On the morning of our departure from Venice, we didn't look forward to getting our bags over to pick up our rental car.  With the S. Marcuola stop closed, it was a choice between Ca' D'Oro on the Canal Grande, or Guglie on the Canale di Cannaregio.  They were about the same distance, but the former would call for crossing three bridges, the latter one and the start of another before turning.  I asked at a hotel about getting a porter, and got a card for someone to call.  I was expecting high prices, but this porter, Shadhen, available 8 a.m. to 7 p.m., tel. 333 224 1939, quoted €10 for two bags to Piazzale Roma, which seemed too good to be true.  We got him to come after we had the apartment cleaned as well as possible; there was a bit of a delay for him to find our location, but he got there and we also put our carry-ons on his cart.  It was hard to keep up with him on the walk to Piazzale Roma.  I thought it was fair to give him €30, which made him happy.  Compare that to the vaporetto at €7 per person where technically the bags need a ticket too, and it was very nice not to need to handle our bags.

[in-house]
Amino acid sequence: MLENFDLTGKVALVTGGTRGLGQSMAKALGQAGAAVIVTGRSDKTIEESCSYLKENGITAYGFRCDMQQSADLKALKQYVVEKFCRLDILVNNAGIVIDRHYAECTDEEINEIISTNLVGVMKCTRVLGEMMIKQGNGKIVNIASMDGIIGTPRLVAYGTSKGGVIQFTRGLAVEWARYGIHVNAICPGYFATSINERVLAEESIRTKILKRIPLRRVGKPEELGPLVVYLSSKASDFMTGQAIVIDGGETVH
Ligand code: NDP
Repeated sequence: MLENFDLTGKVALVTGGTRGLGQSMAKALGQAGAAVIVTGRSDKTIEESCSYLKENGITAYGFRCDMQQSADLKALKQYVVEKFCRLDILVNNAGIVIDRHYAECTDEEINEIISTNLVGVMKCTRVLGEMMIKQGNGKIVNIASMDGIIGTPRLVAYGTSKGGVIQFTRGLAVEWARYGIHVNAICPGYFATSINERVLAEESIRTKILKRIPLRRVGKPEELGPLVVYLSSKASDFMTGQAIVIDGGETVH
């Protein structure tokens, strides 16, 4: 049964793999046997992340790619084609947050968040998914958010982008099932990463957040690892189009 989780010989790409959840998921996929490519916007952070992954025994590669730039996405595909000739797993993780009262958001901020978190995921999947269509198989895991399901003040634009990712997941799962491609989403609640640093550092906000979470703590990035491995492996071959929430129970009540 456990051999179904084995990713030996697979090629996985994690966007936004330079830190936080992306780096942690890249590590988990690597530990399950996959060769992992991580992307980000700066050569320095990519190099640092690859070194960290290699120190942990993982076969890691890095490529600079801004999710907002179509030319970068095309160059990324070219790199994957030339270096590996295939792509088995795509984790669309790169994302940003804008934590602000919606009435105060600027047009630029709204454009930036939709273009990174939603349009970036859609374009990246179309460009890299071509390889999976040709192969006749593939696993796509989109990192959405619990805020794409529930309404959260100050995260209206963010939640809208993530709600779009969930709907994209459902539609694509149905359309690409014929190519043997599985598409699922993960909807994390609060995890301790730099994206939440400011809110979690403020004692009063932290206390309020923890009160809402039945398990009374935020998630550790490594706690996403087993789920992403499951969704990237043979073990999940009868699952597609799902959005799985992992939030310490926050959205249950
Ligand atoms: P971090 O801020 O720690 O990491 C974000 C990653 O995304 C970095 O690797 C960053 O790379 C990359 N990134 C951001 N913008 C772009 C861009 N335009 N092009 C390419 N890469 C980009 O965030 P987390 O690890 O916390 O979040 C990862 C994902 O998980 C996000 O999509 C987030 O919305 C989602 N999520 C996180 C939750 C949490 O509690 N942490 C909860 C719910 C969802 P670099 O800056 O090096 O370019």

We were at the Europcar office right around the appointed 11 a.m. time.  There was one agent on duty, and it was taking time to check in the previous customer.   Eventually they got to us, booked with a Kemwel voucher.  With our car type of Fiat Bravo or similar, I was skeptical when the agent said we'd get a Fiat 500 L.  A Fiat 500 evokes one thing for someone with a long history with Italy, not good for a long drive, but this was in fact a roomy enough car for our purposes, and a diesel.  I got my bearings well enough to get turned around and onto the bridge out of Venice, being especially alert to follow the speed limits, since I see many stories of people being caught by the speed cameras there.

We joined the autostrada, and it was overall a smooth ride.  We stopped for lunch at an Autogrill near Bologna.  I had cannelloni that could have been warmer, and Margaret had a nice cold plate of mozzarella, prosciutto, tomatoes, and olives.  We exited the autostrada at Cesena, and yes, the machine at the booth accepted my non-chip credit card.  Then it was a superstrada through the mountains to Umbertide, with some slowdowns and maybe one scary moment with lanes merging to one because of construction.